The bankrupt cryptocurrency exchange FTX is attracting prospective buyers interested in acquiring four of the company's sub-businesses, with over 100 would-be purchasers expressing interest so far.
An update from FTX's proposed investment banker, Perella Weinberg Partners (PWP), filed with the bankruptcy court on Jan. 8 stated that "approximately 117 parties, including various strategic counterparties globally, have expressed interest to the debtors in a potential purchase of one or more of the businesses."
While none of the 117 inquiries have resulted in a firm offer to date, 59 prospective buyers have entered into confidentiality agreements that allow them to access data rooms and a marketing presentation prepared by management that includes information to facilitate due diligence, such as details about the business unit's operations, finances, and technology.
Expressions of interest
The prospective buyers also have to provide the current management of FTX with preliminary documents to demonstrate their interest before the confidentiality agreements can be signed in advance of the presentations.
The four FTX sub-companies are Embed, LedgerX, FTX Japan, and FTX Europe. Here's a look at the degree of interest to date in each of those entities per the filing:
- Embed: 50 parties have expressed interest and 31 have signed confidentiality agreements for the stock clearing platform, and 42 parties have spoken with PWP about the business.
- LedgerX: 56 parties have expressed interest in the regulated trading platform and 32 have signed confidentiality agreements, while 42 parties have spoken with PWP.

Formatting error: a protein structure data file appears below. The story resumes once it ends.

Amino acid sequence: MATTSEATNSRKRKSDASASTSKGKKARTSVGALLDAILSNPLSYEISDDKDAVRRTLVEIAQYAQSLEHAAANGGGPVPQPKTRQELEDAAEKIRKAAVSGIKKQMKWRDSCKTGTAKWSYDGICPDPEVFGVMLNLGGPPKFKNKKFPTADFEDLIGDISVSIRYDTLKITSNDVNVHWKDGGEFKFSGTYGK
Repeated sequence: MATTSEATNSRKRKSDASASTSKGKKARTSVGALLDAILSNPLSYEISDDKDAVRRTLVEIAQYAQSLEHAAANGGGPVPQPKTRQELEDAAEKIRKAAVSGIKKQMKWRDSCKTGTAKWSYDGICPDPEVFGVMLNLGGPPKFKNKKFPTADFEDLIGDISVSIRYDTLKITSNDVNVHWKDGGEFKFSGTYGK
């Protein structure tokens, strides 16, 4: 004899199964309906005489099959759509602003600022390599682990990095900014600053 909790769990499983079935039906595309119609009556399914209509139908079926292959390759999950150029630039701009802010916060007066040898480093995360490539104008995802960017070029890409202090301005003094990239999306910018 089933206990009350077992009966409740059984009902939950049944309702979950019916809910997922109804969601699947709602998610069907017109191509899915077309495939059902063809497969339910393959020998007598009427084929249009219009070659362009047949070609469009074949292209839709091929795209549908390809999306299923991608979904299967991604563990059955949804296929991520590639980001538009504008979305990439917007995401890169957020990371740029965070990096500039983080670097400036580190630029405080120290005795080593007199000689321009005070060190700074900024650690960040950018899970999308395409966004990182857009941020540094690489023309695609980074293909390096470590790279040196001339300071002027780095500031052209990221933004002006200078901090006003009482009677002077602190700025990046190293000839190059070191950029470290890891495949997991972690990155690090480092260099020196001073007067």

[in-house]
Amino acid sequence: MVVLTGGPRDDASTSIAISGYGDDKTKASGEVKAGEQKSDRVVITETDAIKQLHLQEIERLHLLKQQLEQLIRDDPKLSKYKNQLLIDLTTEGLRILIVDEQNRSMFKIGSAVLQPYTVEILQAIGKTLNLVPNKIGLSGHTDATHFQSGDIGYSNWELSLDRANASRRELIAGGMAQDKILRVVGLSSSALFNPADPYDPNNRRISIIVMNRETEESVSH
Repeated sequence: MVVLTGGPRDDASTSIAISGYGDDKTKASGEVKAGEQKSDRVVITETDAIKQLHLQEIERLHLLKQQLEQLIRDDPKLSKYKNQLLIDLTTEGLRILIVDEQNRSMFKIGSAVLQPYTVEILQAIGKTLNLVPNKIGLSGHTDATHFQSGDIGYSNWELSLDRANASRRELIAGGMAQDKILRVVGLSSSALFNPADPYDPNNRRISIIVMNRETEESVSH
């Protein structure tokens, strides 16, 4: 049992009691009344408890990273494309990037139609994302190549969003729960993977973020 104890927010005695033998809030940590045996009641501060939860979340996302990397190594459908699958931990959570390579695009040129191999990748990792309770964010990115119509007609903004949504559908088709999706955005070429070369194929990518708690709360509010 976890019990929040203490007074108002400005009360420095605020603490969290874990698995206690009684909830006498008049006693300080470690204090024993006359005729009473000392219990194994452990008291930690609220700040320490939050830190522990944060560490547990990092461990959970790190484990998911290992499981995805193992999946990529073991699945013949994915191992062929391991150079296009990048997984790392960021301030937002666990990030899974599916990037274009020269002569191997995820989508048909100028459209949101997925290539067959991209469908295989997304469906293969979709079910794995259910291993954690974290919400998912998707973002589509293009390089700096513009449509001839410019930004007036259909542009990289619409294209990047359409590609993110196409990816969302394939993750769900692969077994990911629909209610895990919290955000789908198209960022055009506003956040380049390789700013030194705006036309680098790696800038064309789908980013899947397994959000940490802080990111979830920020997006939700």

- FTX Japan: 41 parties have expressed interest and 25 have signed confidentiality agreements, while 31 parties have spoken with PWP.
- FTX Europe: 40 parties have expressed interest and 23 have signed confidentiality agreements, while 33 parties have spoken with PWP.
The filing by PWP outlined a proposed bidding process for these FTX business units to be sold via auction. The bidding process would consider:
- The potential value of the businesses;
- Uncertainty about whether the potential value of the businesses could be preserved for the duration of Chapter 11 bankruptcy cases;
- The costs of supporting the businesses; the relative independence of these business units from the rest of FTX's operations;
- The value of competitive bidding to determine the market value and significant interest from potential buyers; and
- Other regulatory and commercial pressures to separate certain FTX sub-units from the numerous ongoing Chapter 11 bankruptcy cases.
The bankruptcy court will need to approve a motion concerning the proposed procedures before FTX assets can be sold to potential buyers. In the filing, PWP informed the court that FTX hasn't yet made any decisions about the sale of its businesses and that any future sales would be subject to the future approval of both the corporation and the court.
Potential future sales of FTX's sub-businesses are one of the primary means by which the firm's many creditors can recover some of their assets — although a full recovery remains unlikely given the scale of FTX's collapse. There are potentially more than one million creditors who invested assets into FTX.
Current FTX CEO John J. Ray III testified before House Financial Services Committee in December that most shouldn't hold out hope for a full recovery of their assets, telling lawmakers that, "We will never get all these assets back."